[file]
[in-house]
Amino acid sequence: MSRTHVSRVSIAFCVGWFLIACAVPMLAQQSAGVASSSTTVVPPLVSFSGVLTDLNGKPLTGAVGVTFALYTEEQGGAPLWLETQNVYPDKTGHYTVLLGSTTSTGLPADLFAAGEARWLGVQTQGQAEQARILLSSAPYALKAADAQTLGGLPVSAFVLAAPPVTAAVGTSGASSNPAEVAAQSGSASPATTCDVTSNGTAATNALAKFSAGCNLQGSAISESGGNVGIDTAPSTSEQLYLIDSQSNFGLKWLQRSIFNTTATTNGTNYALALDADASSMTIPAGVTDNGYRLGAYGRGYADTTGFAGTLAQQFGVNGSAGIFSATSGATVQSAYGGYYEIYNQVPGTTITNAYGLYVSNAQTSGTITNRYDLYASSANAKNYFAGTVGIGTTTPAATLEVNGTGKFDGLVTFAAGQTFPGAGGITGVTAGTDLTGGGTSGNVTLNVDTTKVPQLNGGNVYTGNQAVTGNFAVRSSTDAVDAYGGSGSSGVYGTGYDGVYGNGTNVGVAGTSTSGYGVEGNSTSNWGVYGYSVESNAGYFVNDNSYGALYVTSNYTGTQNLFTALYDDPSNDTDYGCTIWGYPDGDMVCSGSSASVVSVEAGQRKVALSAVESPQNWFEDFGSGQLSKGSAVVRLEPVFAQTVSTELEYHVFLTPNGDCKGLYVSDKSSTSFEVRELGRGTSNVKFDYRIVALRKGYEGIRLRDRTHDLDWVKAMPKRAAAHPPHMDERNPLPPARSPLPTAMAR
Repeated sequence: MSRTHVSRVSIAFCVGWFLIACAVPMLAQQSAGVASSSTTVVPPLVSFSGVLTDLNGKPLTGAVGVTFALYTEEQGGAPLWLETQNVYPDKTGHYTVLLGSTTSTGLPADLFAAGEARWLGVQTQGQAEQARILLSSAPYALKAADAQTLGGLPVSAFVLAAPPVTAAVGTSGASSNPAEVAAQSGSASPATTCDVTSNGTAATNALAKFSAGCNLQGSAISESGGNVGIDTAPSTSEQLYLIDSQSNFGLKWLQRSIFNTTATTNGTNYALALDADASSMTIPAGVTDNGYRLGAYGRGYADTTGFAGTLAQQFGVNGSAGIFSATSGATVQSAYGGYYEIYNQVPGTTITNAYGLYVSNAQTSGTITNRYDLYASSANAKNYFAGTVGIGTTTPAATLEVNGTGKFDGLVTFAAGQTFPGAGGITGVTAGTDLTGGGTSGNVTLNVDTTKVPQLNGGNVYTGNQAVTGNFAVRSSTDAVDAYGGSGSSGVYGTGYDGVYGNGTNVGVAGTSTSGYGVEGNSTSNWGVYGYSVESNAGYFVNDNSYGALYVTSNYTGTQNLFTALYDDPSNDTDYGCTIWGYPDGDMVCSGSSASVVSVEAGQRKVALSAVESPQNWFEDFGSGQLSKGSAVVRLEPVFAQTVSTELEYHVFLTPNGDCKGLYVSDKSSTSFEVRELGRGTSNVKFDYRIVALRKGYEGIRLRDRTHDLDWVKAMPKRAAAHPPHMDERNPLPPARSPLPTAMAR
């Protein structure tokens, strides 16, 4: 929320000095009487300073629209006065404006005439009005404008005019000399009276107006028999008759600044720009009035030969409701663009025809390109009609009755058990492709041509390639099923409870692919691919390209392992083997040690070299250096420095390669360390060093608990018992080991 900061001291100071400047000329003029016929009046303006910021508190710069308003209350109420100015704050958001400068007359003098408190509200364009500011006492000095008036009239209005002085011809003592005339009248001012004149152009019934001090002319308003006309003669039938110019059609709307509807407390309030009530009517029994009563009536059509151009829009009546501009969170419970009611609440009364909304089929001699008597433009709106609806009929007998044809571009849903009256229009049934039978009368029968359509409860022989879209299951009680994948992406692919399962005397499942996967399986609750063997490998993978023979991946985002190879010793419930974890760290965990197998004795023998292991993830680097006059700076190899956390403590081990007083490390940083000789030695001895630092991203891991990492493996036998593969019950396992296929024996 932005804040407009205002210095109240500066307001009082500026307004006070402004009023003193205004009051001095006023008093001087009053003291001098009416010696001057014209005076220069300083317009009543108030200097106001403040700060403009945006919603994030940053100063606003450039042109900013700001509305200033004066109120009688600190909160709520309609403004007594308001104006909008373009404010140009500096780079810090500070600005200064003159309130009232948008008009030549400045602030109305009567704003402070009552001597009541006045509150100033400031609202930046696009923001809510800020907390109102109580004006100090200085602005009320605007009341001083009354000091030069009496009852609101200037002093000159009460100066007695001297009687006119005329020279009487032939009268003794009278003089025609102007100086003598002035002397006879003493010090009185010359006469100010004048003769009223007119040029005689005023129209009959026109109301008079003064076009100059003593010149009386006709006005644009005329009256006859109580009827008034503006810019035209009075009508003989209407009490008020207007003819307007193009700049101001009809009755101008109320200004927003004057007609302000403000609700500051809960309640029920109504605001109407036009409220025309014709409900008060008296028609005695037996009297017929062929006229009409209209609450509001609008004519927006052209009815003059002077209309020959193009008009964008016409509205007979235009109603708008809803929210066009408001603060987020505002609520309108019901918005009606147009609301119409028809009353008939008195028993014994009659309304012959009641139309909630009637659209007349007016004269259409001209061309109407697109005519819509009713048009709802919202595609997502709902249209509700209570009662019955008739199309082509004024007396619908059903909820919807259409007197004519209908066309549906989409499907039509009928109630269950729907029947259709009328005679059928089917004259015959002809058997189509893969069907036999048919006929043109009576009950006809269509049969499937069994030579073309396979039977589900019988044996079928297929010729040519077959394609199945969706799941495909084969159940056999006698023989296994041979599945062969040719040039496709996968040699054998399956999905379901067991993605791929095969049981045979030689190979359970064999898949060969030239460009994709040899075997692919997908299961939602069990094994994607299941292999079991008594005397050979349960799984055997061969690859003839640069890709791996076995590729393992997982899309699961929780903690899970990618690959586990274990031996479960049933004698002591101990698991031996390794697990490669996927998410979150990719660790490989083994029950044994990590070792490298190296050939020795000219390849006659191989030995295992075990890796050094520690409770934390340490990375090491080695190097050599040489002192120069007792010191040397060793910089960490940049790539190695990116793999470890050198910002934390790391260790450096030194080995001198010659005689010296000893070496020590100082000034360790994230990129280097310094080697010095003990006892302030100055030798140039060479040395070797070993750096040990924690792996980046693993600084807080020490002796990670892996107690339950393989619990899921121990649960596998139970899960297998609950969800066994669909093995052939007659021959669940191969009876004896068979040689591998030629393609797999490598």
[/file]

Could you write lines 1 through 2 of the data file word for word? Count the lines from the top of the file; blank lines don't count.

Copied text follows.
[in-house]
Amino acid sequence: MSRTHVSRVSIAFCVGWFLIACAVPMLAQQSAGVASSSTTVVPPLVSFSGVLTDLNGKPLTGAVGVTFALYTEEQGGAPLWLETQNVYPDKTGHYTVLLGSTTSTGLPADLFAAGEARWLGVQTQGQAEQARILLSSAPYALKAADAQTLGGLPVSAFVLAAPPVTAAVGTSGASSNPAEVAAQSGSASPATTCDVTSNGTAATNALAKFSAGCNLQGSAISESGGNVGIDTAPSTSEQLYLIDSQSNFGLKWLQRSIFNTTATTNGTNYALALDADASSMTIPAGVTDNGYRLGAYGRGYADTTGFAGTLAQQFGVNGSAGIFSATSGATVQSAYGGYYEIYNQVPGTTITNAYGLYVSNAQTSGTITNRYDLYASSANAKNYFAGTVGIGTTTPAATLEVNGTGKFDGLVTFAAGQTFPGAGGITGVTAGTDLTGGGTSGNVTLNVDTTKVPQLNGGNVYTGNQAVTGNFAVRSSTDAVDAYGGSGSSGVYGTGYDGVYGNGTNVGVAGTSTSGYGVEGNSTSNWGVYGYSVESNAGYFVNDNSYGALYVTSNYTGTQNLFTALYDDPSNDTDYGCTIWGYPDGDMVCSGSSASVVSVEAGQRKVALSAVESPQNWFEDFGSGQLSKGSAVVRLEPVFAQTVSTELEYHVFLTPNGDCKGLYVSDKSSTSFEVRELGRGTSNVKFDYRIVALRKGYEGIRLRDRTHDLDWVKAMPKRAAAHPPHMDERNPLPPARSPLPTAMAR